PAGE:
In the fourth place, prayer is the most potent weapon for his peo­ple. The time of prayer is a time of listening to God's word and to his instruc­tions. The time of prayer is the time to receive new spiritual strength from God. This is true. After prayer in Gethsemane, Jesus was full of spirit, ready to with­stand the trial, the suffering, and even death. Here we learn that there are physical battles and spiritual battles in the world. We must fight the spiritual battle in prayer like Jesus.

In the fifth place, the time of prayer is the time to confirm God's love. When Jesus prayed, he said, "Abba, Father." Look at verse 36. "'Ab­ba, Fa­ther,' he said, 'everything is possible for you. Take this cup from me. Yet not what I will, but what you will.'" Even in this terrible hour, Jesus had a basic attitude toward God. God was still his Daddy. He never doubted God's love. Even though he had to die on the cross, God was still his loving Daddy. As long as Jesus prayed, this graceful love rela­tion­ship was maintained.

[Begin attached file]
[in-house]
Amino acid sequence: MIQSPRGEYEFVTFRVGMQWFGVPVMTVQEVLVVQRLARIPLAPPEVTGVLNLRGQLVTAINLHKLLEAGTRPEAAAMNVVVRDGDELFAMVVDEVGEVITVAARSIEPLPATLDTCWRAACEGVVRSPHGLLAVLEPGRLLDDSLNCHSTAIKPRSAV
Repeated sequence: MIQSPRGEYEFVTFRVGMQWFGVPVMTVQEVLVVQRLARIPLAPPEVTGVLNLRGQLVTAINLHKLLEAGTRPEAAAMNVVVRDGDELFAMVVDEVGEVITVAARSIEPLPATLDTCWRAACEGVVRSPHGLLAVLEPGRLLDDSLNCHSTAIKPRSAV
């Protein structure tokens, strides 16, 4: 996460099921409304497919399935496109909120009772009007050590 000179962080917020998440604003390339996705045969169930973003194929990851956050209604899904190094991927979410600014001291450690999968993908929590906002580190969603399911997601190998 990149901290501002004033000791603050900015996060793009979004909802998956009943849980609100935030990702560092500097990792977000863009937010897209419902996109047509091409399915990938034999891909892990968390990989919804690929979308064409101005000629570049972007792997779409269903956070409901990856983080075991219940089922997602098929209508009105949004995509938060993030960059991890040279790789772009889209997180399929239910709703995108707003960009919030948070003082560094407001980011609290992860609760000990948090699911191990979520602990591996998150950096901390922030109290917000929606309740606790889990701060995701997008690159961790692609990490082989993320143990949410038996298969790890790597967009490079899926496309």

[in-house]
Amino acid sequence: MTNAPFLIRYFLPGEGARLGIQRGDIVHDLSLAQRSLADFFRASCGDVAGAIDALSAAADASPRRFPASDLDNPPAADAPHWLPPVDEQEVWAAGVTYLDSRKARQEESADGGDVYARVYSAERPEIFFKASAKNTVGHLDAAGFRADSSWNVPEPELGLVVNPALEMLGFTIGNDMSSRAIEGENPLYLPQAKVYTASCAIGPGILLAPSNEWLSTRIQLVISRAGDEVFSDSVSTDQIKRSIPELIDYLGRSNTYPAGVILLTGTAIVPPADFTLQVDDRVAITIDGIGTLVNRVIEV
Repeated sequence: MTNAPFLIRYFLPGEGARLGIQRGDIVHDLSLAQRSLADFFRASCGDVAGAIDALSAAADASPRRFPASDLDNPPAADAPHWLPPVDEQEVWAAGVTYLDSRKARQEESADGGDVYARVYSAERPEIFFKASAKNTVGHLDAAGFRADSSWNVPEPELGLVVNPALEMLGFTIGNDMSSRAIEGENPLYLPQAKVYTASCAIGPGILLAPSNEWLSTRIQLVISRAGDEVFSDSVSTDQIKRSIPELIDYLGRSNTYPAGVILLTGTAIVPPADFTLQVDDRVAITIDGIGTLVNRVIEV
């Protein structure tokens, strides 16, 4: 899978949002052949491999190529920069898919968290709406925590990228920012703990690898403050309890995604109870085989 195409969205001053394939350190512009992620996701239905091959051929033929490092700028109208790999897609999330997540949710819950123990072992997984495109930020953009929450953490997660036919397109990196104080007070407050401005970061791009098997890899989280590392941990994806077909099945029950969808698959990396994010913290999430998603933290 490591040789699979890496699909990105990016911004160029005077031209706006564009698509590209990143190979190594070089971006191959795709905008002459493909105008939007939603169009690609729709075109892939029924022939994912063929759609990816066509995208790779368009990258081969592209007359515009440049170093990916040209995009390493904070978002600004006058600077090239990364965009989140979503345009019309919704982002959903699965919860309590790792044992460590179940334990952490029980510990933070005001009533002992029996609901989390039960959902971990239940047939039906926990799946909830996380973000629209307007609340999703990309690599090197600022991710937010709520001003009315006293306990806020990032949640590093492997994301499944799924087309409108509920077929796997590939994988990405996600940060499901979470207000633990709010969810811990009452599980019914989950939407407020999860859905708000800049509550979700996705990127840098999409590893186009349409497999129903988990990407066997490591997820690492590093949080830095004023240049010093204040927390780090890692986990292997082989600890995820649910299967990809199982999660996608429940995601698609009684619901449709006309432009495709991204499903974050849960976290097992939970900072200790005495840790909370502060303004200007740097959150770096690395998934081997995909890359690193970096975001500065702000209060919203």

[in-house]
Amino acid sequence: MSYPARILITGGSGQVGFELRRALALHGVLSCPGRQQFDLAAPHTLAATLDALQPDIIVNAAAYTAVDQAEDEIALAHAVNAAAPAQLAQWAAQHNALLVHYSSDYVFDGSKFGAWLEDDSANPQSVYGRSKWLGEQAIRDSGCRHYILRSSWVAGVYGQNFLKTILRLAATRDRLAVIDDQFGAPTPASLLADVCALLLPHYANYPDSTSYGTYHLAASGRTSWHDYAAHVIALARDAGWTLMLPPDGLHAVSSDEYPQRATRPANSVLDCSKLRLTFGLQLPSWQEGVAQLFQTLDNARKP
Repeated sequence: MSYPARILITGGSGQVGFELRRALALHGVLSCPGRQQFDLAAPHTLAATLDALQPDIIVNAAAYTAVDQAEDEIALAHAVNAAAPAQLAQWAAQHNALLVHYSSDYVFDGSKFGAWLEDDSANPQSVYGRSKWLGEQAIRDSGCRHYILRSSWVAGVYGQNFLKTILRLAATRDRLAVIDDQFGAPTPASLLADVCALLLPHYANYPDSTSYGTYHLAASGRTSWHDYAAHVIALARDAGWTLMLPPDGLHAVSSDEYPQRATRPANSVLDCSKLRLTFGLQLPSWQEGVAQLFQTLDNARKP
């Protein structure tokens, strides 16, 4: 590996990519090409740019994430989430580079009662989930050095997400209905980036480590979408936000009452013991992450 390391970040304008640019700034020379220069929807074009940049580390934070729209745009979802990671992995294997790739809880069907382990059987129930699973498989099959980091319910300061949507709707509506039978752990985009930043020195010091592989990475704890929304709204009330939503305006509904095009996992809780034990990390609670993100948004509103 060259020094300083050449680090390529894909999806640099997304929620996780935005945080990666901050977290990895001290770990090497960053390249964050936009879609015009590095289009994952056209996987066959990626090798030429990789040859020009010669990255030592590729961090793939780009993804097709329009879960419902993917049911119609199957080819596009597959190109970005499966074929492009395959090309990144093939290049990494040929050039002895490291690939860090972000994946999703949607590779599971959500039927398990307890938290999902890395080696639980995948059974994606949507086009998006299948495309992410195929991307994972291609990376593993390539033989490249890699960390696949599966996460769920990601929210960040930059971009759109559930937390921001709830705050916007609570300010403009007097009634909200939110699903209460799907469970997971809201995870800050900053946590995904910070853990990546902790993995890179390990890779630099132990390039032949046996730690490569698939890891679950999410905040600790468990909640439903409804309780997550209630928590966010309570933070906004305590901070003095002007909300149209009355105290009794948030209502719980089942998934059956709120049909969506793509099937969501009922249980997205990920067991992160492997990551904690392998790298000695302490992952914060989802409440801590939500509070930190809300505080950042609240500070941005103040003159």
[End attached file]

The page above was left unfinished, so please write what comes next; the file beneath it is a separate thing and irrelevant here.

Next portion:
When Jesus came to his disciples a second time, they were sleep­ing. But this time, Jesus did not wake them up. Perhaps he covered them with a blanket so that they could sleep better. When he returned a third time, he saw that they were oversleeping. So he said, "Are you still sleeping and resting? Enough!" On the other hand, Jesus himself was fully pre­pared to meet any kind of trial--even crucifixion. The time of suffering came upon him, but he was ready to confront it. Jesus' heart was not shaken by his beloved one's betrayal or by separation from his beloved disciples or by being hand­ed over like a criminal. Rather, Jesus was full of spirit and said, "The hour has come. Look, the Son of Man is betrayed into the hands of sinners. Rise! Let us go! Here comes my be­trayer!" (41b,42)